Tiamat's debut, Sumerian Cry, is a solid album of primitive and arcane Swedish death metal with a subtle early black metal feel at times, and a subtle sense of experimentation.
The production is fairly standard of the metal coming from Sweden at the time, thick and crushing, but not oppressive, with that patented, grinding guitar sound popularized by bands like Entombed. Here though, there's a little more emphasis on atmosphere, giving Sumerian Cry a foggy, 'arcane' quality that works well with what the band is doing.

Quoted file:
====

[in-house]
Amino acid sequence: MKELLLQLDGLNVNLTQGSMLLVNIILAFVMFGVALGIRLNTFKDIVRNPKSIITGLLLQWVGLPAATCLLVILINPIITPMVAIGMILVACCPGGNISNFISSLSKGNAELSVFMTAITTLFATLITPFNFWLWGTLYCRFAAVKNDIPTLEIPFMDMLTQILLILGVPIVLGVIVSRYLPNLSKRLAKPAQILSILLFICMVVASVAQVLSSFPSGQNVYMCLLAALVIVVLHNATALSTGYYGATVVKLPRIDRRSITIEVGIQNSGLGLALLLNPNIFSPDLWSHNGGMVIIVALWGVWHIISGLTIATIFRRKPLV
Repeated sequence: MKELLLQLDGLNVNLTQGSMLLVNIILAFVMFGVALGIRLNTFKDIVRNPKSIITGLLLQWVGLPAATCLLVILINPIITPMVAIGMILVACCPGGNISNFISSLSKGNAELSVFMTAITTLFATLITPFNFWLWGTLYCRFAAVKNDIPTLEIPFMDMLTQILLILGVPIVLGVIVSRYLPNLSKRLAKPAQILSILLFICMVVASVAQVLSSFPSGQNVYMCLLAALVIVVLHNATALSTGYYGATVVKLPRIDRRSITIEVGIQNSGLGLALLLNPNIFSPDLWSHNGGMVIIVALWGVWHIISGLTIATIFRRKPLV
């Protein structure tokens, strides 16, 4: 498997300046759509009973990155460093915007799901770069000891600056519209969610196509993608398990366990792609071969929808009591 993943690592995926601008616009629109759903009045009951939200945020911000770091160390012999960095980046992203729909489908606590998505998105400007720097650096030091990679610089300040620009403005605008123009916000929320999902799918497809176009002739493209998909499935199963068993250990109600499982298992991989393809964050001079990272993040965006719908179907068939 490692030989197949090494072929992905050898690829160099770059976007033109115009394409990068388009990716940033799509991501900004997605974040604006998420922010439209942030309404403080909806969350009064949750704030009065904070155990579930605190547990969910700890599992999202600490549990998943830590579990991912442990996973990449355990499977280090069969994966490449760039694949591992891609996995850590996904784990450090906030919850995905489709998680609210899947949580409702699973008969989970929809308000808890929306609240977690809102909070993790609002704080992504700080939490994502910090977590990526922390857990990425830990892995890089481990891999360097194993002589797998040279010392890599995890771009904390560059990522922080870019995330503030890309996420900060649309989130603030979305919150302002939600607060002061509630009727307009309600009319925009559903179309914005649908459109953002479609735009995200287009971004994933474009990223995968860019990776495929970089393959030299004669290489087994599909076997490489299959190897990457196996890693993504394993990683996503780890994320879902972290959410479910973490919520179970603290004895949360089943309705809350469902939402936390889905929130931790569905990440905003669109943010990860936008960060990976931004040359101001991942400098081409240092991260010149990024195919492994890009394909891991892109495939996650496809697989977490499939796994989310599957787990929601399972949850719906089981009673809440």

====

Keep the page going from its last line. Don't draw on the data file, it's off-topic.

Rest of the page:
Although the main focus is squarely on primitive death metal brutality, there are a few interesting, subtle touches that lend Sumerian Cry a lot of character, and hint at the direction Tiamat would go in successive releases. Passages of whispered vocals, acoustic guitar melodies, then there's the odd bit in Evilized where the band breaks into some bluesy 'death n' roll' with a tinkling, tonky tonk piano-sounding melody and some vocal sampling for a moment. Even from the beginning, Tiamat seems to be a band that isn't afraid of experimenting a little, and allowing some quirkiness into the music. During the slower moments of the album, one can hear the beginnings of the doomy direction the band would soon take.